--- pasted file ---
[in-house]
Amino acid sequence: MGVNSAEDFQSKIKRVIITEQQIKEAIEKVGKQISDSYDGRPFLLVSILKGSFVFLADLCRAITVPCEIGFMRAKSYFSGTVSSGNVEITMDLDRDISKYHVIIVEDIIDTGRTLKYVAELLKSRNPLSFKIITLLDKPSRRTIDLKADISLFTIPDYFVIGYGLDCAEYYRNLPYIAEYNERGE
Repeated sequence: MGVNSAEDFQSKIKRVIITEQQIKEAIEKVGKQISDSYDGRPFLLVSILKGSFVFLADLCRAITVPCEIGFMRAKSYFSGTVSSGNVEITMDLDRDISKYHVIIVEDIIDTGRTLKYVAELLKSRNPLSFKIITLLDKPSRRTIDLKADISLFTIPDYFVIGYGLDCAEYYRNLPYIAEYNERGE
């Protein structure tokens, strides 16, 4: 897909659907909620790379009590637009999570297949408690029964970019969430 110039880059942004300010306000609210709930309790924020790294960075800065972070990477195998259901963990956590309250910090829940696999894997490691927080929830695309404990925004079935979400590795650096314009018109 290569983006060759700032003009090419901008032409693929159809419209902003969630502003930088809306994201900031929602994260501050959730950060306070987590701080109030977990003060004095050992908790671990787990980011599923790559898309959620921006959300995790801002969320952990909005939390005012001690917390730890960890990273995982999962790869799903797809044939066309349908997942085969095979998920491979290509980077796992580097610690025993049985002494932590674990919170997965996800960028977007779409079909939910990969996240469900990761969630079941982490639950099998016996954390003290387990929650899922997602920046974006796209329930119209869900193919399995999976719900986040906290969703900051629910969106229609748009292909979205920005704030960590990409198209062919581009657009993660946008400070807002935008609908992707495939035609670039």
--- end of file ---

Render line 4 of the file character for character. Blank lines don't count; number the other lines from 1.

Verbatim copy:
């Protein structure tokens, strides 16, 4: 897909659907909620790379009590637009999570297949408690029964970019969430 110039880059942004300010306000609210709930309790924020790294960075800065972070990477195998259901963990956590309250910090829940696999894997490691927080929830695309404990925004079935979400590795650096314009018109 290569983006060759700032003009090419901008032409693929159809419209902003969630502003930088809306994201900031929602994260501050959730950060306070987590701080109030977990003060004095050992908790671990787990980011599923790559898309959620921006959300995790801002969320952990909005939390005012001690917390730890960890990273995982999962790869799903797809044939066309349908997942085969095979998920491979290509980077796992580097610690025993049985002494932590674990919170997965996800960028977007779409079909939910990969996240469900990761969630079941982490639950099998016996954390003290387990929650899922997602920046974006796209329930119209869900193919399995999976719900986040906290969703900051629910969106229609748009292909979205920005704030960590990409198209062919581009657009993660946008400070807002935008609908992707495939035609670039």